Madam Talata in Ghana (pictured above) is a successful past participant in RESULT, a previous CFTC food security initiative. Read more about her story here. Photo by Ernest Kodjo Ayikpah.
Berhane, a female farmer in Ethiopia, recently told us:
“I cannot exactly narrate what life would look like if I wasn't [part of this program], but I am sure of one thing: my children would be short of food. I would also not get loan access, no savings, no gardening, and no government services.”
Like 79% of African women, Berhane depends on farming to earn a living. But unlike most African women farmers, Berhane has started a business, thanks to skills she learned by participating in donor-supported Canadian Feed The Children programming. It has made a big impact on her life. Her children can eat well and get an education, while her profits cover other family expenses like health and clothing. But she wants to go further.
"The hope for my business will be to grow more and more."
Berhane is one of thousands of women in Ethiopia and Ghana who work in agriculture and want to grow their livelihoods. They are working to grow bigger harvests, start new income streams, support their families' dreams and contribute to community decision making. Unfortunately, they face many obstacles.
Gender inequality is holding female farmers back
In Ethiopia and Ghana, gender discrimination means women cannot usually farm productively.
- Women in Ghana and Ethiopia are often prevented from owning land. In Ethiopia, only 20% of agricultural landowners are women. In Ghana, women are 3x less likely to own agricultural land than men.
- Women farmers earn less income, despite making up the majority of the workforce. In Ghana, women comprise up to 70% of the agricultural labour force, and produce up to 70% of crops. Despite this they earn less than 10% of incomes in the agricultural sector. Similarly, women make up 45% of the Ethiopian agricultural workforce, but 56% of them are unpaid.
- Most female farmers can't access the credit, technology, farming inputs, training or markets needed to establish, maintain and grow their businesses.
- Climate change disproportionately affects women and girls. Because women often farm small subsistence level crops, the soil erosion and crop loss from climate change means women farmers are hit harder economically than male counterparts.
Past CFTC projects have shown that investing in women can reverse these trends, which is why Canadian Feed The Children is proud to announce two new projects to support female farmers.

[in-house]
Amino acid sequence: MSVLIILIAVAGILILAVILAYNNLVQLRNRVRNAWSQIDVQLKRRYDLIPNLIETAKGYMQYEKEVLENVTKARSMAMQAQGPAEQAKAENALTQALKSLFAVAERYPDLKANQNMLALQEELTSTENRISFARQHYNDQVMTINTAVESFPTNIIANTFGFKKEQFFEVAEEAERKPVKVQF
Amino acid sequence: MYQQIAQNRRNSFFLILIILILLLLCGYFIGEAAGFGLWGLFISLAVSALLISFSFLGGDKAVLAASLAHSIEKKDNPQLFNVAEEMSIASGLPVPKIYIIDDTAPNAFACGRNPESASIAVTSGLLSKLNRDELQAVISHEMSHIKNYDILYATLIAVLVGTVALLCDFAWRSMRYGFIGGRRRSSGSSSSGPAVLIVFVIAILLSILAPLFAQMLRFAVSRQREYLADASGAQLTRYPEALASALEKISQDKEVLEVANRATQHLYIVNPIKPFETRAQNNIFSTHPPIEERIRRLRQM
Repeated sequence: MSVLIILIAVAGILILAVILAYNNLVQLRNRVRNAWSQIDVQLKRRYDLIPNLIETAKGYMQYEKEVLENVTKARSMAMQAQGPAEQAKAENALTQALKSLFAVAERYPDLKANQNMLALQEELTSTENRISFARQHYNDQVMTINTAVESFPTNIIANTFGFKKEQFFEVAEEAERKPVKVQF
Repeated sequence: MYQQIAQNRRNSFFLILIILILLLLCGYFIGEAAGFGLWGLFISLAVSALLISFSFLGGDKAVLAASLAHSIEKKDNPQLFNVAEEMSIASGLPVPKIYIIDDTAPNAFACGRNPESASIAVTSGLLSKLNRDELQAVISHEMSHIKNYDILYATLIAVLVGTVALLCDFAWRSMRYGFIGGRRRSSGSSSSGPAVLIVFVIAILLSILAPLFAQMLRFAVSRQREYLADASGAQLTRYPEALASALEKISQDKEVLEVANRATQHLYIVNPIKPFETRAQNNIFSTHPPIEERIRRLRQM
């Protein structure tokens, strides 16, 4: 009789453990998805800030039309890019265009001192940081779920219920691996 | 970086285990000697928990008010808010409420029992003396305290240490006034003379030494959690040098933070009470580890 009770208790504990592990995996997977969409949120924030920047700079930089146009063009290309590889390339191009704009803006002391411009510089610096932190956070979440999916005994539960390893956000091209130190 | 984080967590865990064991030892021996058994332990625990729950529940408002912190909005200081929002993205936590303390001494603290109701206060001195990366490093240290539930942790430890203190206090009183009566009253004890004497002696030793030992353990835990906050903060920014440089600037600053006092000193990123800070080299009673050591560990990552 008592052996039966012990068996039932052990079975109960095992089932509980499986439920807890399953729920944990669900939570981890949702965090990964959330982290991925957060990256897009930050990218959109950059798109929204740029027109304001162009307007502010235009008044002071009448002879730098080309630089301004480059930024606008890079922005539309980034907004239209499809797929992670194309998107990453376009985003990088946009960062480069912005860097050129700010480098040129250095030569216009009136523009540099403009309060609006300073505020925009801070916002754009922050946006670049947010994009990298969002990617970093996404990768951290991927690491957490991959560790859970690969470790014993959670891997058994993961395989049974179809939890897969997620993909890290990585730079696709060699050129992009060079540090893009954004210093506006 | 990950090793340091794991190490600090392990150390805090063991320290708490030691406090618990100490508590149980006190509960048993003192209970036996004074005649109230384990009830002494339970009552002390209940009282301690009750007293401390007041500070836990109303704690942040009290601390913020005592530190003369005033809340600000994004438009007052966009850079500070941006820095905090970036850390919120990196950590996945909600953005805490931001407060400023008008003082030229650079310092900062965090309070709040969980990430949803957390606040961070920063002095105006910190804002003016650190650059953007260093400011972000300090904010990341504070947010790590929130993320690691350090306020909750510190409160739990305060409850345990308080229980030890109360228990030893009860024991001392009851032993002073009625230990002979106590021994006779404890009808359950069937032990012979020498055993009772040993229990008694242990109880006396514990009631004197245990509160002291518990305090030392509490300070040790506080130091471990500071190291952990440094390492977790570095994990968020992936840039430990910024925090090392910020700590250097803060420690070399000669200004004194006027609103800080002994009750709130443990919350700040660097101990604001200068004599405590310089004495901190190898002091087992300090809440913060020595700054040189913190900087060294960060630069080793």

CLIMATE and SHINE will advance women’s agriculture
Canadian Feed The Children is joining with local partners to launch two new projects in Ethiopia and Ghana: CLIMATE and SHINE. These projects will build on women farmers' strengths to increase sustainable agriculture, create more women-led agribusiness and increase women's economic power.
Climate Information Made Available to Entrepreneurial Farmers (CLIMATE)
This two-year project in northern Ghana will focus on climate-resilient agriculture (including accurate weather data and communication infrastructure), income generation and market support for women farmers. For this project, we have partnered with RAINS, TUDRIDEP, TradeAID International, the Ghana Meteorological Agency (GMet), and Farm Radio International. CLIMATE is funded by the African Development Bank (AfDB).
Sustainable Development, Human Rights, Inclusion and Equality (SHINE)
The SHINE project will empower women and girls to establish sustainable, female-led agriculture and agribusinesses in Ethiopia and Ghana with a gender-responsive project design. SHINE will reach 24,000 small-holder farmers, 70% of them women and girls. We will implement this project in partnership with CHADET, TradeAID International and the African Agribusiness Incubators Network (AAIN). SHINE is funded by Global Affairs Canada.
A strong economic future for women farmers in Ethiopia and Ghana
After years of subsistence farming, Berhane in Ethiopia began planting new high-earning crops, raising livestock and running a drinks stand. She accomplished this by joining a women-only cooperative, accessing loans, and receiving targeted agricultural and business training. Her savings are helping her family through the pandemic despite last year's setbacks. Berhane is not part of the CLIMATE and SHINE projects, but her experience shows what's possible for the participants who are just getting started.
Thanks to the generous support of the African Development Bank and Global Affairs Canada, as well as Canadian donors like you, thousands of women farmers in Ethiopia and Ghana will get the chance to increase their economic power, just like Berhane. We sincerely thank the African Development Bank and Global Affairs Canada for their investment in women's food security, poverty reduction, and empowering the next generation of women and girls.